Since the Ever Given got stuck in the Suez Canal (it’s now freed), a lot of us have been looking up the Canal, and asking questions like “can ships go both ways at the same time?” (Answer: yes, if they use the bypasses, but ships usually travel in convoys, two southbound and one northbound.)
What does it cost to go through? It’s expensive: an average of $250,000 (US) per vessel.
You can learn everything you need to know from the Wikipedia article on the canal, including when it was built: surprisingly long ago, between 1859 and 1869. A few essential facts:
It offers vessels a direct route between the North Atlantic and northern Indian oceans via the Mediterranean Sea and the Red Sea, avoiding the South Atlantic and southern Indian oceans and reducing the journey distance from the Arabian Sea to London by approximately 8,900 kilometres (5,500 mi), or 8 days at 24knts (JAC: “knots”) to 10 days at 20knts. The canal extends from the northern terminus of Port Said to the southern terminus of Port Tewfik at the city of Suez. Its length is 193.30 km (120.11 mi) including its northern and southern access-channels. In 2020, more than 18,500 vessels traversed the canal (an average of 51.5 per day).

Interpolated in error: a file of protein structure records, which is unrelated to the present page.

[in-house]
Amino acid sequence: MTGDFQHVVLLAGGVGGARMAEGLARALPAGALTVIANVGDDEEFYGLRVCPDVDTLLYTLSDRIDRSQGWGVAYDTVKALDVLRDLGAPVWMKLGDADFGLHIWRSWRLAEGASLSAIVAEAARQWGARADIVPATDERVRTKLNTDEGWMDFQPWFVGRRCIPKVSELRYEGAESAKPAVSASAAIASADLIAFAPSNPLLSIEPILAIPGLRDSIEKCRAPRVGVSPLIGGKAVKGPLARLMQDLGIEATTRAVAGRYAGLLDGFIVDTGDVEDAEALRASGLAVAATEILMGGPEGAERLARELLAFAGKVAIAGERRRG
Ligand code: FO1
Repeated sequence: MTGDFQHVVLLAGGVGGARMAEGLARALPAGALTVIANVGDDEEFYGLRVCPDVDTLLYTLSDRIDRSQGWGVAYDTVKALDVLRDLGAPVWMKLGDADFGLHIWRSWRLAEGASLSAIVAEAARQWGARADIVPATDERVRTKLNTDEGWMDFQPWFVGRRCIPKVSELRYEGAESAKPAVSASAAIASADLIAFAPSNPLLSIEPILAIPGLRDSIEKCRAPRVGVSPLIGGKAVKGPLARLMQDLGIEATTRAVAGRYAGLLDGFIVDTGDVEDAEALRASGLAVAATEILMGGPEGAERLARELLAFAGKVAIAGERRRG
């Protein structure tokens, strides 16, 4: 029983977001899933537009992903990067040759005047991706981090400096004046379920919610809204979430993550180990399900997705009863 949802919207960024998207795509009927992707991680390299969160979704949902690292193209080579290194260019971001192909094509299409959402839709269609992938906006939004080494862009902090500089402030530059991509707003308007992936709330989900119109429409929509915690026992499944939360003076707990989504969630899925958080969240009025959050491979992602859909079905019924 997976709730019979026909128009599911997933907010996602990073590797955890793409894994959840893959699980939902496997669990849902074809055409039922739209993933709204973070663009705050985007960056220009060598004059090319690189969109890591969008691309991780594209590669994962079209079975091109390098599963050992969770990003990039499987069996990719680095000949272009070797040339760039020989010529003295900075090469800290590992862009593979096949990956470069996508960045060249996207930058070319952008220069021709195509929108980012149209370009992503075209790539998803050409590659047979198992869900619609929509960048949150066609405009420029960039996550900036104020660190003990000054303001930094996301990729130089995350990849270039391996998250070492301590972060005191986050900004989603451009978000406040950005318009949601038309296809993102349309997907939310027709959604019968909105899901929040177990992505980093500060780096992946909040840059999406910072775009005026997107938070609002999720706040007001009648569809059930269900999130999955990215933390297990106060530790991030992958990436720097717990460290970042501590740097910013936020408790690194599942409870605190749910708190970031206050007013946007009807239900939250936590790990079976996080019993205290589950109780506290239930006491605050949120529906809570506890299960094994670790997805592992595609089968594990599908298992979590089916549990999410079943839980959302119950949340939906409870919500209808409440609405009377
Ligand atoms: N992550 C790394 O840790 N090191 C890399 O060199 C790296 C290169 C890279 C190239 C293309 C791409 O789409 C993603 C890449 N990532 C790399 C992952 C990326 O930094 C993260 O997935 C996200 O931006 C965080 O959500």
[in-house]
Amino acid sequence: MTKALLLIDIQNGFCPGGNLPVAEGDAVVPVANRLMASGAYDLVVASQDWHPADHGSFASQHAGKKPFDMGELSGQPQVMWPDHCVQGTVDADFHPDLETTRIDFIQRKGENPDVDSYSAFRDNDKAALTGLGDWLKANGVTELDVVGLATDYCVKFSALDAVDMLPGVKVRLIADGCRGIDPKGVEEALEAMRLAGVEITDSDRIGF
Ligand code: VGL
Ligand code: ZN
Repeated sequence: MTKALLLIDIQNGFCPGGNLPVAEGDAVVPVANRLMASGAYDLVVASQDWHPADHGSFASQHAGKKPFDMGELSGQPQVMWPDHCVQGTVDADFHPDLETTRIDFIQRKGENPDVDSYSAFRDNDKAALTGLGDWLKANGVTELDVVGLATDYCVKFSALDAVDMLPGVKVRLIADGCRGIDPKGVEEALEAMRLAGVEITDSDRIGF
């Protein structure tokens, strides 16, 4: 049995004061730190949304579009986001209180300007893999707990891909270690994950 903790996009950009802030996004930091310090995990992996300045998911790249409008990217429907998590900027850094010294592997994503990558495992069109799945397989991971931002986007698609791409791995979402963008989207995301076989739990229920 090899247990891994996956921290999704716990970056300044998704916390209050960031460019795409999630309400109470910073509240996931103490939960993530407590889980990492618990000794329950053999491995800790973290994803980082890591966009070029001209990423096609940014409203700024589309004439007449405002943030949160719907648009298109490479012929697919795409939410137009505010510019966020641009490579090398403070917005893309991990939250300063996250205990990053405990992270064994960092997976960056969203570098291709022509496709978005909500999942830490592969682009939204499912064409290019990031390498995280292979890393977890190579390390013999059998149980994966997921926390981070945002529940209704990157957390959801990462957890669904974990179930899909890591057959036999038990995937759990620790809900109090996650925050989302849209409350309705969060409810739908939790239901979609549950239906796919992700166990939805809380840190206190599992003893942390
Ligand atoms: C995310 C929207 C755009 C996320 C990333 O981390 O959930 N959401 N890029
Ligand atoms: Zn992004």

Here’s a satellite photo of the Canal.
And a diagram of the complex setup. I always wondered if there was a bridge over it, and there is one, as well as a tunnel.
This is all an excuse to show this lovely 2½-minute GoPro video of a ship going through the canal in real time; a passage takes 11-16 hours because low speeds are mandated.
The music is a bit annoying, so you might want to turn the sound off.
You can see a similar transit of the Panama Canal (11 hours) here. I actually did half of this while lecturing on a Sci Am cruise to the Caribbean. We went through the locks, guided by those powerful “mule trains” that serve not to power the ship (it steams under its own power), but to guide it and keep it centered in the locks. After going to Lake Gatun (I got off to visit the Smithsonian Tropical Research Institute in an island in the lake), we turned around and went back out to the Caribbean.
Lagniappe: Burger King put out an ad showing a Double Whopper blocking the Canal, presumably because of its size. Predictably, some of The Easily Offended got upset, and gave several reasons for their distress.